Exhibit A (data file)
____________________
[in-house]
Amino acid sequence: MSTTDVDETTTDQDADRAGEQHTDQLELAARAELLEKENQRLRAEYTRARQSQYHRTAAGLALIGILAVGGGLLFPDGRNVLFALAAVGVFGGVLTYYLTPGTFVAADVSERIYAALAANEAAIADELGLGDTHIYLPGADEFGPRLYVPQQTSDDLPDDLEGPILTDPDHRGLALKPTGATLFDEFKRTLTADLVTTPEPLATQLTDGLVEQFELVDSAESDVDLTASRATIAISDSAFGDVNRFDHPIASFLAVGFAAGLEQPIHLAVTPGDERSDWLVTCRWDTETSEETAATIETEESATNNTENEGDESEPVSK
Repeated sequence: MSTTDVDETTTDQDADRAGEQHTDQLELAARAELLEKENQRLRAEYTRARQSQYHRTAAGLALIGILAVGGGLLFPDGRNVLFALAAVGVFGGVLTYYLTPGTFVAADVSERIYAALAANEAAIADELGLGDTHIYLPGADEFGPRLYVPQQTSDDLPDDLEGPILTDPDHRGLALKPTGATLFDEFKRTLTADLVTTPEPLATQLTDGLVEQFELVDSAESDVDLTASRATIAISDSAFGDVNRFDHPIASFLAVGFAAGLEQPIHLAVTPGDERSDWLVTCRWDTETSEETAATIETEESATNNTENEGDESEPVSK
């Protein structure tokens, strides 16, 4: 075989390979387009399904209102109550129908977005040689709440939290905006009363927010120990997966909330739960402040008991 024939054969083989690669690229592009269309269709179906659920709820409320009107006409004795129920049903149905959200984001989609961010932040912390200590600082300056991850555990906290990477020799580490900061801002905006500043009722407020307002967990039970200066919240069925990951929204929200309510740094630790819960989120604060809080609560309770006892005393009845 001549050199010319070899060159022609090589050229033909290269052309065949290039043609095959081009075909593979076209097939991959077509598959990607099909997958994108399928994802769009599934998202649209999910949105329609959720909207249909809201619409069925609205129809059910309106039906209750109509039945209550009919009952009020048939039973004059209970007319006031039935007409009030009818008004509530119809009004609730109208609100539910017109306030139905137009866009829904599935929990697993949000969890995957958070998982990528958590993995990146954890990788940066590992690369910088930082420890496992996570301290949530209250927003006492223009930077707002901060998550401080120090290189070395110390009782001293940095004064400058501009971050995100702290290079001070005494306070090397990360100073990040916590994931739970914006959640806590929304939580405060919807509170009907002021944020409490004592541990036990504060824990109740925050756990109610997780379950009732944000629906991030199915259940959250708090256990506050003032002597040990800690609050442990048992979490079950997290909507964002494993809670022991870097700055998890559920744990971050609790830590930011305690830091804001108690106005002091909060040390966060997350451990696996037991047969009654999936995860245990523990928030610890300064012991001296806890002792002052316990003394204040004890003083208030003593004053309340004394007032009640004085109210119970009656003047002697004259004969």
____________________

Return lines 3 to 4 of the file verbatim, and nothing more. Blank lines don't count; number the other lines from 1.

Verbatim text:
Repeated sequence: MSTTDVDETTTDQDADRAGEQHTDQLELAARAELLEKENQRLRAEYTRARQSQYHRTAAGLALIGILAVGGGLLFPDGRNVLFALAAVGVFGGVLTYYLTPGTFVAADVSERIYAALAANEAAIADELGLGDTHIYLPGADEFGPRLYVPQQTSDDLPDDLEGPILTDPDHRGLALKPTGATLFDEFKRTLTADLVTTPEPLATQLTDGLVEQFELVDSAESDVDLTASRATIAISDSAFGDVNRFDHPIASFLAVGFAAGLEQPIHLAVTPGDERSDWLVTCRWDTETSEETAATIETEESATNNTENEGDESEPVSK
């Protein structure tokens, strides 16, 4: 075989390979387009399904209102109550129908977005040689709440939290905006009363927010120990997966909330739960402040008991 024939054969083989690669690229592009269309269709179906659920709820409320009107006409004795129920049903149905959200984001989609961010932040912390200590600082300056991850555990906290990477020799580490900061801002905006500043009722407020307002967990039970200066919240069925990951929204929200309510740094630790819960989120604060809080609560309770006892005393009845 001549050199010319070899060159022609090589050229033909290269052309065949290039043609095959081009075909593979076209097939991959077509598959990607099909997958994108399928994802769009599934998202649209999910949105329609959720909207249909809201619409069925609205129809059910309106039906209750109509039945209550009919009952009020048939039973004059209970007319006031039935007409009030009818008004509530119809009004609730109208609100539910017109306030139905137009866009829904599935929990697993949000969890995957958070998982990528958590993995990146954890990788940066590992690369910088930082420890496992996570301290949530209250927003006492223009930077707002901060998550401080120090290189070395110390009782001293940095004064400058501009971050995100702290290079001070005494306070090397990360100073990040916590994931739970914006959640806590929304939580405060919807509170009907002021944020409490004592541990036990504060824990109740925050756990109610997780379950009732944000629906991030199915259940959250708090256990506050003032002597040990800690609050442990048992979490079950997290909507964002494993809670022991870097700055998890559920744990971050609790830590930011305690830091804001108690106005002091909060040390966060997350451990696996037991047969009654999936995860245990523990928030610890300064012991001296806890002792002052316990003394204040004890003083208030003593004053309340004394007032009640004085109210119970009656003047002697004259004969």